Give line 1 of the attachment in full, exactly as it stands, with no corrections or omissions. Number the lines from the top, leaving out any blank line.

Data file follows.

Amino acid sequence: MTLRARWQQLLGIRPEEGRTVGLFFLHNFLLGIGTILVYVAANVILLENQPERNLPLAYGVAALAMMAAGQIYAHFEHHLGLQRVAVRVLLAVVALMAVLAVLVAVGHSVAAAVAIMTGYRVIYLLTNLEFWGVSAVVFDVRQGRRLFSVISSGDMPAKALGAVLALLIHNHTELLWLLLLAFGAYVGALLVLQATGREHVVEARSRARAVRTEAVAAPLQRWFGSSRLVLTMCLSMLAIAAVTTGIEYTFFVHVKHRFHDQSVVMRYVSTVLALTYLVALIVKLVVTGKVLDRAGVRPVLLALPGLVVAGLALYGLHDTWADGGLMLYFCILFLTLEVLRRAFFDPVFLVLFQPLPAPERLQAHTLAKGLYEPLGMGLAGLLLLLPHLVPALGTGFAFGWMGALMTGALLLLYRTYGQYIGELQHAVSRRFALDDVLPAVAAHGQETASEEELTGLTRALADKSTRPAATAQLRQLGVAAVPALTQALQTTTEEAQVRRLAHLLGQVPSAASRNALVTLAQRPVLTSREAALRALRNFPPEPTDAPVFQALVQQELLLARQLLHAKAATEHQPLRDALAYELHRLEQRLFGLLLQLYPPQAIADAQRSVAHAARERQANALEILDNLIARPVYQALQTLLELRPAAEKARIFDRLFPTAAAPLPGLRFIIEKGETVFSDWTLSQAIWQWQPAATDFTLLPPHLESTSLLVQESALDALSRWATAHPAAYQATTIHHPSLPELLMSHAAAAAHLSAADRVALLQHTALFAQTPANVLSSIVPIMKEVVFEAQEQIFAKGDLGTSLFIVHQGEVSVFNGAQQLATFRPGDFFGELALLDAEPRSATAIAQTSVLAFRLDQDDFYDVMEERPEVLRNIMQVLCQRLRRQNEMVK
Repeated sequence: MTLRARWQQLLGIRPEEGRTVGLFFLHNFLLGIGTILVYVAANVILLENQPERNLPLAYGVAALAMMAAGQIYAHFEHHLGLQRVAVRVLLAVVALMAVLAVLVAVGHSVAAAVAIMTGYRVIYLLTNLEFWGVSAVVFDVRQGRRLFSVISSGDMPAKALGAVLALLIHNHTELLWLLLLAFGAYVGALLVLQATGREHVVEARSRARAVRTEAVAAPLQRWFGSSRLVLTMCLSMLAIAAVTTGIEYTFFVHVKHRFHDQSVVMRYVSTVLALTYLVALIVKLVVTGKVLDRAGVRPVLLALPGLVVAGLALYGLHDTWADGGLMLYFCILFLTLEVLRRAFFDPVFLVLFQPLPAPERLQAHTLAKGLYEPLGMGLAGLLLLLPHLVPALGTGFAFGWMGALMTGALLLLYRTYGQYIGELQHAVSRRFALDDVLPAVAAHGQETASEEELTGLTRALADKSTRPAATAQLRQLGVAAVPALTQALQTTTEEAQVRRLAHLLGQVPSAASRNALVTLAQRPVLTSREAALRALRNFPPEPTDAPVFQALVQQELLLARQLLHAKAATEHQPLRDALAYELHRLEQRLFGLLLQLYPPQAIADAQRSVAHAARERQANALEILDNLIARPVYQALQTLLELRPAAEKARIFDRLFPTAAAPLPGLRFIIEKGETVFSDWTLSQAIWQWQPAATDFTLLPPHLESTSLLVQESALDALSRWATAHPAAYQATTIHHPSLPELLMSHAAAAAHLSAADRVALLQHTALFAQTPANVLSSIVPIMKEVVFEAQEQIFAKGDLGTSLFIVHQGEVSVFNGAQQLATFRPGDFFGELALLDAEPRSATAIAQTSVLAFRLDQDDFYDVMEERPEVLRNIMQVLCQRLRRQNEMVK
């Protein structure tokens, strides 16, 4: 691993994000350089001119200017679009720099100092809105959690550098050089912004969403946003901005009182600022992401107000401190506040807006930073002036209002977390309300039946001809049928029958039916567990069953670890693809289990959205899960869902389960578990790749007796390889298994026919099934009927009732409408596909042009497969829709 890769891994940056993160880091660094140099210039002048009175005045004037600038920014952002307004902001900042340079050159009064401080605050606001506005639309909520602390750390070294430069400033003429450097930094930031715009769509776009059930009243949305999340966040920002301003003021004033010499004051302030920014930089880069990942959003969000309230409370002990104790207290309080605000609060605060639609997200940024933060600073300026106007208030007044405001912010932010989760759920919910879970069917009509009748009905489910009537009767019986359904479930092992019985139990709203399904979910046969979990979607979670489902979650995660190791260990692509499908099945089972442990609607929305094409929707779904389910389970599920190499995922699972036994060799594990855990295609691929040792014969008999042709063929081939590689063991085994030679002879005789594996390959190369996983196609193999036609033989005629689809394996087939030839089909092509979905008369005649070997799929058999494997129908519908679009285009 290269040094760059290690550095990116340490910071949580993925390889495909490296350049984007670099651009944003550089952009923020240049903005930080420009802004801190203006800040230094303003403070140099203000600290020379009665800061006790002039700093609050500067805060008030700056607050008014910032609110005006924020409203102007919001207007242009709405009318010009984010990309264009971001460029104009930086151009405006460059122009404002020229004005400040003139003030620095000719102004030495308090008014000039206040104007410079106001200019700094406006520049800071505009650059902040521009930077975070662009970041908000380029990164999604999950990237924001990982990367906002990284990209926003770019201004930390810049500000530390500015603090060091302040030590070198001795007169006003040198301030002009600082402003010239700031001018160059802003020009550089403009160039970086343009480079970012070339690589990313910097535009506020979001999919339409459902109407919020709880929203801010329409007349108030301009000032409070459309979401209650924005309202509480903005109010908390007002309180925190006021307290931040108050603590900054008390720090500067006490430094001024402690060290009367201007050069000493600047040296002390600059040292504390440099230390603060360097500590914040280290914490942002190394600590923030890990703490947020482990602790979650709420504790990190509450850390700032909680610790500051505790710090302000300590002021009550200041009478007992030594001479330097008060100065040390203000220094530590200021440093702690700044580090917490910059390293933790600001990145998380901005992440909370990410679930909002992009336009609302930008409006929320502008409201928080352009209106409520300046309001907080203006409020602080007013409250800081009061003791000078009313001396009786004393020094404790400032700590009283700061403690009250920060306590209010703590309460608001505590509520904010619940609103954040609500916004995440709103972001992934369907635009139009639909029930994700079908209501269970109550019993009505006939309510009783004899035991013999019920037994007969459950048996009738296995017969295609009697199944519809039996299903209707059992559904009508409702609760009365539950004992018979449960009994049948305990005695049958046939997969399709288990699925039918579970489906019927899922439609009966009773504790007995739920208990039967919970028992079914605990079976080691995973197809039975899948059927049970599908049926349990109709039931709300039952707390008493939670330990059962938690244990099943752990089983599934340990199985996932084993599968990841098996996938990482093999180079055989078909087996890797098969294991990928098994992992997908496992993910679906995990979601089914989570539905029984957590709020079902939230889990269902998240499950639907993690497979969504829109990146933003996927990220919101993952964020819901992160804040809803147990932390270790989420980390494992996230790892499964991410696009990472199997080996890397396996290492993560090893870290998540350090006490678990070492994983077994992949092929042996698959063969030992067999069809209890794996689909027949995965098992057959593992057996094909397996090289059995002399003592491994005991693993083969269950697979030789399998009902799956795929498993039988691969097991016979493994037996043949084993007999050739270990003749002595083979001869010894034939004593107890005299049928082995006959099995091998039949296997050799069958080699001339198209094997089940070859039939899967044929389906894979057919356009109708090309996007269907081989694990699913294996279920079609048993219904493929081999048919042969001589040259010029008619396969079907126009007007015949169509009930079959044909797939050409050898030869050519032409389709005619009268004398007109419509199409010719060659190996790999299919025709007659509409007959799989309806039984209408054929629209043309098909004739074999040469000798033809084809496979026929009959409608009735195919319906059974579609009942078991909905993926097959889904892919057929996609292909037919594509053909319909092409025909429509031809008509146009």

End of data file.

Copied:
Amino acid sequence: MTLRARWQQLLGIRPEEGRTVGLFFLHNFLLGIGTILVYVAANVILLENQPERNLPLAYGVAALAMMAAGQIYAHFEHHLGLQRVAVRVLLAVVALMAVLAVLVAVGHSVAAAVAIMTGYRVIYLLTNLEFWGVSAVVFDVRQGRRLFSVISSGDMPAKALGAVLALLIHNHTELLWLLLLAFGAYVGALLVLQATGREHVVEARSRARAVRTEAVAAPLQRWFGSSRLVLTMCLSMLAIAAVTTGIEYTFFVHVKHRFHDQSVVMRYVSTVLALTYLVALIVKLVVTGKVLDRAGVRPVLLALPGLVVAGLALYGLHDTWADGGLMLYFCILFLTLEVLRRAFFDPVFLVLFQPLPAPERLQAHTLAKGLYEPLGMGLAGLLLLLPHLVPALGTGFAFGWMGALMTGALLLLYRTYGQYIGELQHAVSRRFALDDVLPAVAAHGQETASEEELTGLTRALADKSTRPAATAQLRQLGVAAVPALTQALQTTTEEAQVRRLAHLLGQVPSAASRNALVTLAQRPVLTSREAALRALRNFPPEPTDAPVFQALVQQELLLARQLLHAKAATEHQPLRDALAYELHRLEQRLFGLLLQLYPPQAIADAQRSVAHAARERQANALEILDNLIARPVYQALQTLLELRPAAEKARIFDRLFPTAAAPLPGLRFIIEKGETVFSDWTLSQAIWQWQPAATDFTLLPPHLESTSLLVQESALDALSRWATAHPAAYQATTIHHPSLPELLMSHAAAAAHLSAADRVALLQHTALFAQTPANVLSSIVPIMKEVVFEAQEQIFAKGDLGTSLFIVHQGEVSVFNGAQQLATFRPGDFFGELALLDAEPRSATAIAQTSVLAFRLDQDDFYDVMEERPEVLRNIMQVLCQRLRRQNEMVK